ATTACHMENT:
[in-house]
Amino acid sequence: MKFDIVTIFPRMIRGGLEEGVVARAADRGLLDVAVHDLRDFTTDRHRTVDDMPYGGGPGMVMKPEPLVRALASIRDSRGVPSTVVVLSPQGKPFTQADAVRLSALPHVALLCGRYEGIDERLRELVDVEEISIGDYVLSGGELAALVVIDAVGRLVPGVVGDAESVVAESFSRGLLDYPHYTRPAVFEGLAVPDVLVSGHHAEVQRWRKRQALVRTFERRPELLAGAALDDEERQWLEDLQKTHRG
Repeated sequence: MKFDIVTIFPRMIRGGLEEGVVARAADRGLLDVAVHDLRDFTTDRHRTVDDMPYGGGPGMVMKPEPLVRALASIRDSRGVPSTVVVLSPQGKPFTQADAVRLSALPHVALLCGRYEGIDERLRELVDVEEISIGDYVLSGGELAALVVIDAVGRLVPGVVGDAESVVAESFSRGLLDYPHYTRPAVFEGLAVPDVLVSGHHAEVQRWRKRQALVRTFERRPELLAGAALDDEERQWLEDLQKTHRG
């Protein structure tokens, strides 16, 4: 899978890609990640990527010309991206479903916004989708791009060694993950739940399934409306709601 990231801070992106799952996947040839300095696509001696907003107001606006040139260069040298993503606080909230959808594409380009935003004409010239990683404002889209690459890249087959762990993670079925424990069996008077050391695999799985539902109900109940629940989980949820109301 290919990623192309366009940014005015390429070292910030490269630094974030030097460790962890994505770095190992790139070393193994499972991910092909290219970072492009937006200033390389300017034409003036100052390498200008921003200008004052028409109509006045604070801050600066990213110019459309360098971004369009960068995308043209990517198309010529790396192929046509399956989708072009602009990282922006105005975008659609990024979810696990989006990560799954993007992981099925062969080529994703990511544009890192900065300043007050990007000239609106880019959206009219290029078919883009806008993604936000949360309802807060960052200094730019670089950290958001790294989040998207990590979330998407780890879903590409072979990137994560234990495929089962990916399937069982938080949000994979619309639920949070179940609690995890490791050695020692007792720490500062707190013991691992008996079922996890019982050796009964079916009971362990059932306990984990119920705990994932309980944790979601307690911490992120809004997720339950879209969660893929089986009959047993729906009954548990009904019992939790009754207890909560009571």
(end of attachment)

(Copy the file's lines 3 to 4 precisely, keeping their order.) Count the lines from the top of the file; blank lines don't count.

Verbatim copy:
Repeated sequence: MKFDIVTIFPRMIRGGLEEGVVARAADRGLLDVAVHDLRDFTTDRHRTVDDMPYGGGPGMVMKPEPLVRALASIRDSRGVPSTVVVLSPQGKPFTQADAVRLSALPHVALLCGRYEGIDERLRELVDVEEISIGDYVLSGGELAALVVIDAVGRLVPGVVGDAESVVAESFSRGLLDYPHYTRPAVFEGLAVPDVLVSGHHAEVQRWRKRQALVRTFERRPELLAGAALDDEERQWLEDLQKTHRG
């Protein structure tokens, strides 16, 4: 899978890609990640990527010309991206479903916004989708791009060694993950739940399934409306709601 990231801070992106799952996947040839300095696509001696907003107001606006040139260069040298993503606080909230959808594409380009935003004409010239990683404002889209690459890249087959762990993670079925424990069996008077050391695999799985539902109900109940629940989980949820109301 290919990623192309366009940014005015390429070292910030490269630094974030030097460790962890994505770095190992790139070393193994499972991910092909290219970072492009937006200033390389300017034409003036100052390498200008921003200008004052028409109509006045604070801050600066990213110019459309360098971004369009960068995308043209990517198309010529790396192929046509399956989708072009602009990282922006105005975008659609990024979810696990989006990560799954993007992981099925062969080529994703990511544009890192900065300043007050990007000239609106880019959206009219290029078919883009806008993604936000949360309802807060960052200094730019670089950290958001790294989040998207990590979330998407780890879903590409072979990137994560234990495929089962990916399937069982938080949000994979619309639920949070179940609690995890490791050695020692007792720490500062707190013991691992008996079922996890019982050796009964079916009971362990059932306990984990119920705990994932309980944790979601307690911490992120809004997720339950879209969660893929089986009959047993729906009954548990009904019992939790009754207890909560009571």